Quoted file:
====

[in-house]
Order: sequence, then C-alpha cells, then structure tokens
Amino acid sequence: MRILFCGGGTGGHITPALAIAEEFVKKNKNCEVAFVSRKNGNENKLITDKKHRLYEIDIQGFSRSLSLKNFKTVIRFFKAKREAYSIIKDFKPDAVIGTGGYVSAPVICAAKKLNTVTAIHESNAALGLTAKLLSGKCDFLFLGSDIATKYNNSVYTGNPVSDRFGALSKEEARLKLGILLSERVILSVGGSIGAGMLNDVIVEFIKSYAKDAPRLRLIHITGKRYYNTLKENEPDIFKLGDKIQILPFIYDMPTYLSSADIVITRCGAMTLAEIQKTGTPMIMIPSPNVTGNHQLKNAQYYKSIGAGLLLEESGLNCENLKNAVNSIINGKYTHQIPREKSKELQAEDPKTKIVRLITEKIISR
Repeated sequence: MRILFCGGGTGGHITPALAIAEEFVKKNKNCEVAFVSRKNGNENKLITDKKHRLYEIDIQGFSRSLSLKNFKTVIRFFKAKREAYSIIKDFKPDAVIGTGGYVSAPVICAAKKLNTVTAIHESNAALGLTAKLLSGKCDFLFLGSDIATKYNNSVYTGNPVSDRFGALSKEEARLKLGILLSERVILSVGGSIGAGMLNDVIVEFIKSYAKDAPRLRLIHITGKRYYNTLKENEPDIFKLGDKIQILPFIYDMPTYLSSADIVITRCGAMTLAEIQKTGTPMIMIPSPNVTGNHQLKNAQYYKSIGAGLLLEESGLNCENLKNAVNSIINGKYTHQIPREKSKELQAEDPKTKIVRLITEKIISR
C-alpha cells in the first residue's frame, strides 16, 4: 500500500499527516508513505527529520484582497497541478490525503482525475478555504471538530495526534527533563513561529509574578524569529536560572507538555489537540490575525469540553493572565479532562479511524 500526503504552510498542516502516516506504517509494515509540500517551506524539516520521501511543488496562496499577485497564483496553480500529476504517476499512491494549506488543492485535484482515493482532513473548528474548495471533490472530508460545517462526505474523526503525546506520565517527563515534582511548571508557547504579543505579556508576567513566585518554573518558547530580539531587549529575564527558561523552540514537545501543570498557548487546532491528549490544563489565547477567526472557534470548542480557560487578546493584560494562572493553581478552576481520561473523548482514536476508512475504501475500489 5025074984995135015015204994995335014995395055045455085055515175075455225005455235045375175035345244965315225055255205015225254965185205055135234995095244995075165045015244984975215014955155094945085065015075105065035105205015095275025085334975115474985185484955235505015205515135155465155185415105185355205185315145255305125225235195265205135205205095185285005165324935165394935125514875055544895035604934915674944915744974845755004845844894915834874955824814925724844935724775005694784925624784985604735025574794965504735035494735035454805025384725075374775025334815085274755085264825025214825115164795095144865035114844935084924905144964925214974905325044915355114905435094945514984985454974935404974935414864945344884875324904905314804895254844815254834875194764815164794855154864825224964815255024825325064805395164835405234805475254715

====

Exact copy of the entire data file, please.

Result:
[in-house]
Order: sequence, then C-alpha cells, then structure tokens
Amino acid sequence: MRILFCGGGTGGHITPALAIAEEFVKKNKNCEVAFVSRKNGNENKLITDKKHRLYEIDIQGFSRSLSLKNFKTVIRFFKAKREAYSIIKDFKPDAVIGTGGYVSAPVICAAKKLNTVTAIHESNAALGLTAKLLSGKCDFLFLGSDIATKYNNSVYTGNPVSDRFGALSKEEARLKLGILLSERVILSVGGSIGAGMLNDVIVEFIKSYAKDAPRLRLIHITGKRYYNTLKENEPDIFKLGDKIQILPFIYDMPTYLSSADIVITRCGAMTLAEIQKTGTPMIMIPSPNVTGNHQLKNAQYYKSIGAGLLLEESGLNCENLKNAVNSIINGKYTHQIPREKSKELQAEDPKTKIVRLITEKIISR
Repeated sequence: MRILFCGGGTGGHITPALAIAEEFVKKNKNCEVAFVSRKNGNENKLITDKKHRLYEIDIQGFSRSLSLKNFKTVIRFFKAKREAYSIIKDFKPDAVIGTGGYVSAPVICAAKKLNTVTAIHESNAALGLTAKLLSGKCDFLFLGSDIATKYNNSVYTGNPVSDRFGALSKEEARLKLGILLSERVILSVGGSIGAGMLNDVIVEFIKSYAKDAPRLRLIHITGKRYYNTLKENEPDIFKLGDKIQILPFIYDMPTYLSSADIVITRCGAMTLAEIQKTGTPMIMIPSPNVTGNHQLKNAQYYKSIGAGLLLEESGLNCENLKNAVNSIINGKYTHQIPREKSKELQAEDPKTKIVRLITEKIISR
C-alpha cells in the first residue's frame, strides 16, 4: 500500500499527516508513505527529520484582497497541478490525503482525475478555504471538530495526534527533563513561529509574578524569529536560572507538555489537540490575525469540553493572565479532562479511524 500526503504552510498542516502516516506504517509494515509540500517551506524539516520521501511543488496562496499577485497564483496553480500529476504517476499512491494549506488543492485535484482515493482532513473548528474548495471533490472530508460545517462526505474523526503525546506520565517527563515534582511548571508557547504579543505579556508576567513566585518554573518558547530580539531587549529575564527558561523552540514537545501543570498557548487546532491528549490544563489565547477567526472557534470548542480557560487578546493584560494562572493553581478552576481520561473523548482514536476508512475504501475500489 5025074984995135015015204994995335014995395055045455085055515175075455225005455235045375175035345244965315225055255205015225254965185205055135234995095244995075165045015244984975215014955155094945085065015075105065035105205015095275025085334975115474985185484955235505015205515135155465155185415105185355205185315145255305125225235195265205135205205095185285005165324935165394935125514875055544895035604934915674944915744974845755004845844894915834874955824814925724844935724775005694784925624784985604735025574794965504735035494735035454805025384725075374775025334815085274755085264825025214825115164795095144865035114844935084924905144964925214974905325044915355114905435094945514984985454974935404974935414864945344884875324904905314804895254844815254834875194764815164794855154864825224964815255024825325064805395164835405234805475254715